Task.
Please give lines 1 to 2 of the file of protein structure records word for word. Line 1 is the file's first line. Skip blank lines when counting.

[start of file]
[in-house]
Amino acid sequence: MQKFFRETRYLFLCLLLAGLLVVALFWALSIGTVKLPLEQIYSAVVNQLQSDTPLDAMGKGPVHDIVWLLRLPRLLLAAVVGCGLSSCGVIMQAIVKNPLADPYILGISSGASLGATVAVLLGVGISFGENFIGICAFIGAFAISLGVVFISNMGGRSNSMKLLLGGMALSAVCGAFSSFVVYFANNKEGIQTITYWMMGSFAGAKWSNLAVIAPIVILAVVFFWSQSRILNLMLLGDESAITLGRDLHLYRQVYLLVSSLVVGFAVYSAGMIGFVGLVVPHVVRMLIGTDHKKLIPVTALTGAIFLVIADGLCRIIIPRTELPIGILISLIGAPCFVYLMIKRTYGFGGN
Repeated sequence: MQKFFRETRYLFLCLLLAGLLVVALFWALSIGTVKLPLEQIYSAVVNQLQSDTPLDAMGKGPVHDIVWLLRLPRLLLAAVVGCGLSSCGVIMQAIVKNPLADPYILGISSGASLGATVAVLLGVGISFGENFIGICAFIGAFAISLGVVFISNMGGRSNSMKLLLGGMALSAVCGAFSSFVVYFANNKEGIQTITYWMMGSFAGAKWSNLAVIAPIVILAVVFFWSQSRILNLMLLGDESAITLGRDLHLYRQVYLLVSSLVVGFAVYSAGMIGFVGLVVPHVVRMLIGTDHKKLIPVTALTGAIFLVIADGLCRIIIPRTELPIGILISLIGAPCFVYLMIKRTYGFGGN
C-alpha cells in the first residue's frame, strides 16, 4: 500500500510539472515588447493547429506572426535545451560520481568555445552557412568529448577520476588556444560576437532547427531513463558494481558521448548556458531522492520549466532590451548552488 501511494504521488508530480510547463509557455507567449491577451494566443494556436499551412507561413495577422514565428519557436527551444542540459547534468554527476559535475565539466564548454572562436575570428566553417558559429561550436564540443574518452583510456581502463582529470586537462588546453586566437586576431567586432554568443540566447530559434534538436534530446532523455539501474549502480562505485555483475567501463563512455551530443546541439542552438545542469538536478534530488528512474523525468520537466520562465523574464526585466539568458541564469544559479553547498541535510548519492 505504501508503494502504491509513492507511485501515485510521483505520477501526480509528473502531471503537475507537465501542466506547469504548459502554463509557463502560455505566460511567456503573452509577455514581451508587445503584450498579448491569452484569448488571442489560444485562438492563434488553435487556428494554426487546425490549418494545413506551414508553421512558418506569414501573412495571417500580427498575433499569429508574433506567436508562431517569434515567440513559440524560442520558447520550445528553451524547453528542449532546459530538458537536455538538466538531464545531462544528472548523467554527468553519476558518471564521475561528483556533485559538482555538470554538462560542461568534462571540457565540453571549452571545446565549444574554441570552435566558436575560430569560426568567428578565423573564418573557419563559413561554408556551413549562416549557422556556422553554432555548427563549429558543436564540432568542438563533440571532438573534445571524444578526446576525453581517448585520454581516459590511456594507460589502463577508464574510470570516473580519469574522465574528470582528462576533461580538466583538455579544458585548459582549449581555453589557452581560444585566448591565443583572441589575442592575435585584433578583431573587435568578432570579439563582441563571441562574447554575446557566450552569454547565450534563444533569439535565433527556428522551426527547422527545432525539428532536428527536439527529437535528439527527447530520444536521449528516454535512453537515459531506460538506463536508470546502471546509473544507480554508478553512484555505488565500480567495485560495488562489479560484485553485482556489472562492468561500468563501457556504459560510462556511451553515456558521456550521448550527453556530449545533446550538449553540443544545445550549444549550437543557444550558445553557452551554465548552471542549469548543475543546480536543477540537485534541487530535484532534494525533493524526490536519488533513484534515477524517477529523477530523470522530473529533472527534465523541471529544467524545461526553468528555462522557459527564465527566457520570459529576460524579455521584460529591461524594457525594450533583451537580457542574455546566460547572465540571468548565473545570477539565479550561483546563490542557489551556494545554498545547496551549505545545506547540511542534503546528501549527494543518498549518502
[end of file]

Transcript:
[in-house]
Amino acid sequence: MQKFFRETRYLFLCLLLAGLLVVALFWALSIGTVKLPLEQIYSAVVNQLQSDTPLDAMGKGPVHDIVWLLRLPRLLLAAVVGCGLSSCGVIMQAIVKNPLADPYILGISSGASLGATVAVLLGVGISFGENFIGICAFIGAFAISLGVVFISNMGGRSNSMKLLLGGMALSAVCGAFSSFVVYFANNKEGIQTITYWMMGSFAGAKWSNLAVIAPIVILAVVFFWSQSRILNLMLLGDESAITLGRDLHLYRQVYLLVSSLVVGFAVYSAGMIGFVGLVVPHVVRMLIGTDHKKLIPVTALTGAIFLVIADGLCRIIIPRTELPIGILISLIGAPCFVYLMIKRTYGFGGN